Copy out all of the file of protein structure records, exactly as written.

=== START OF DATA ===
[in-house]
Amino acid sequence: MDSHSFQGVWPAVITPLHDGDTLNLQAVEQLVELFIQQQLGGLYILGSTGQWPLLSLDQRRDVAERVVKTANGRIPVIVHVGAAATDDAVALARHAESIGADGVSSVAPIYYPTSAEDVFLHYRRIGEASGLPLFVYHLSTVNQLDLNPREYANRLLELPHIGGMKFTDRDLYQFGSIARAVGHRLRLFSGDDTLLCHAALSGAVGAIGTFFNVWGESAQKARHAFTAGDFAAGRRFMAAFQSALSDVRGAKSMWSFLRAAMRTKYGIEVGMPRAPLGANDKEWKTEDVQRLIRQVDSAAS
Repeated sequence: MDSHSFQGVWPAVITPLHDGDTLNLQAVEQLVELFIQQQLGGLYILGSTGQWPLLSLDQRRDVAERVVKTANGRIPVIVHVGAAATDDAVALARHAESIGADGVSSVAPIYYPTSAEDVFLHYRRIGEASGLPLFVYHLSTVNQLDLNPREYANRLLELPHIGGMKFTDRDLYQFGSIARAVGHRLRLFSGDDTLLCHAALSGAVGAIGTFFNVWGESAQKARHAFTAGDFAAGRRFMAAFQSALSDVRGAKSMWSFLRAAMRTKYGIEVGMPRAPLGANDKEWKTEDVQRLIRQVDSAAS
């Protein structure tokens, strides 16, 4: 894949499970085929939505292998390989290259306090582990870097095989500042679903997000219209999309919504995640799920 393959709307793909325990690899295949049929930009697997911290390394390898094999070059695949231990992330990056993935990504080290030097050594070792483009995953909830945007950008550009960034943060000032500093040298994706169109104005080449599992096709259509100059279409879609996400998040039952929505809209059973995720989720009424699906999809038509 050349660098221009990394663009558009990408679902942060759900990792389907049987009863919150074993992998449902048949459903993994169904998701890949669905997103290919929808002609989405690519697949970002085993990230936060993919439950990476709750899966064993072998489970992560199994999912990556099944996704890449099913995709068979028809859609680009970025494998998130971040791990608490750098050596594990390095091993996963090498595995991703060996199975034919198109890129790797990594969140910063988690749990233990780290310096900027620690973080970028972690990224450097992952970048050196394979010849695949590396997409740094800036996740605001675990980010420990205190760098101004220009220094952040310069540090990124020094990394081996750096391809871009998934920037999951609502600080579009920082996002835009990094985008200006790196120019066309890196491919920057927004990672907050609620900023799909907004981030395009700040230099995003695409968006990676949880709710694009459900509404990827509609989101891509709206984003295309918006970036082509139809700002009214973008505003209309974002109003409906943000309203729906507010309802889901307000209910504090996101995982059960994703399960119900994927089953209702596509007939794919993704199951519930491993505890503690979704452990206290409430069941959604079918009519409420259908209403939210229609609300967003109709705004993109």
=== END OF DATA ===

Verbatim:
[in-house]
Amino acid sequence: MDSHSFQGVWPAVITPLHDGDTLNLQAVEQLVELFIQQQLGGLYILGSTGQWPLLSLDQRRDVAERVVKTANGRIPVIVHVGAAATDDAVALARHAESIGADGVSSVAPIYYPTSAEDVFLHYRRIGEASGLPLFVYHLSTVNQLDLNPREYANRLLELPHIGGMKFTDRDLYQFGSIARAVGHRLRLFSGDDTLLCHAALSGAVGAIGTFFNVWGESAQKARHAFTAGDFAAGRRFMAAFQSALSDVRGAKSMWSFLRAAMRTKYGIEVGMPRAPLGANDKEWKTEDVQRLIRQVDSAAS
Repeated sequence: MDSHSFQGVWPAVITPLHDGDTLNLQAVEQLVELFIQQQLGGLYILGSTGQWPLLSLDQRRDVAERVVKTANGRIPVIVHVGAAATDDAVALARHAESIGADGVSSVAPIYYPTSAEDVFLHYRRIGEASGLPLFVYHLSTVNQLDLNPREYANRLLELPHIGGMKFTDRDLYQFGSIARAVGHRLRLFSGDDTLLCHAALSGAVGAIGTFFNVWGESAQKARHAFTAGDFAAGRRFMAAFQSALSDVRGAKSMWSFLRAAMRTKYGIEVGMPRAPLGANDKEWKTEDVQRLIRQVDSAAS
């Protein structure tokens, strides 16, 4: 894949499970085929939505292998390989290259306090582990870097095989500042679903997000219209999309919504995640799920 393959709307793909325990690899295949049929930009697997911290390394390898094999070059695949231990992330990056993935990504080290030097050594070792483009995953909830945007950008550009960034943060000032500093040298994706169109104005080449599992096709259509100059279409879609996400998040039952929505809209059973995720989720009424699906999809038509 050349660098221009990394663009558009990408679902942060759900990792389907049987009863919150074993992998449902048949459903993994169904998701890949669905997103290919929808002609989405690519697949970002085993990230936060993919439950990476709750899966064993072998489970992560199994999912990556099944996704890449099913995709068979028809859609680009970025494998998130971040791990608490750098050596594990390095091993996963090498595995991703060996199975034919198109890129790797990594969140910063988690749990233990780290310096900027620690973080970028972690990224450097992952970048050196394979010849695949590396997409740094800036996740605001675990980010420990205190760098101004220009220094952040310069540090990124020094990394081996750096391809871009998934920037999951609502600080579009920082996002835009990094985008200006790196120019066309890196491919920057927004990672907050609620900023799909907004981030395009700040230099995003695409968006990676949880709710694009459900509404990827509609989101891509709206984003295309918006970036082509139809700002009214973008505003209309974002109003409906943000309203729906507010309802889901307000209910504090996101995982059960994703399960119900994927089953209702596509007939794919993704199951519930491993505890503690979704452990206290409430069941959604079918009519409420259908209403939210229609609300967003109709705004993109």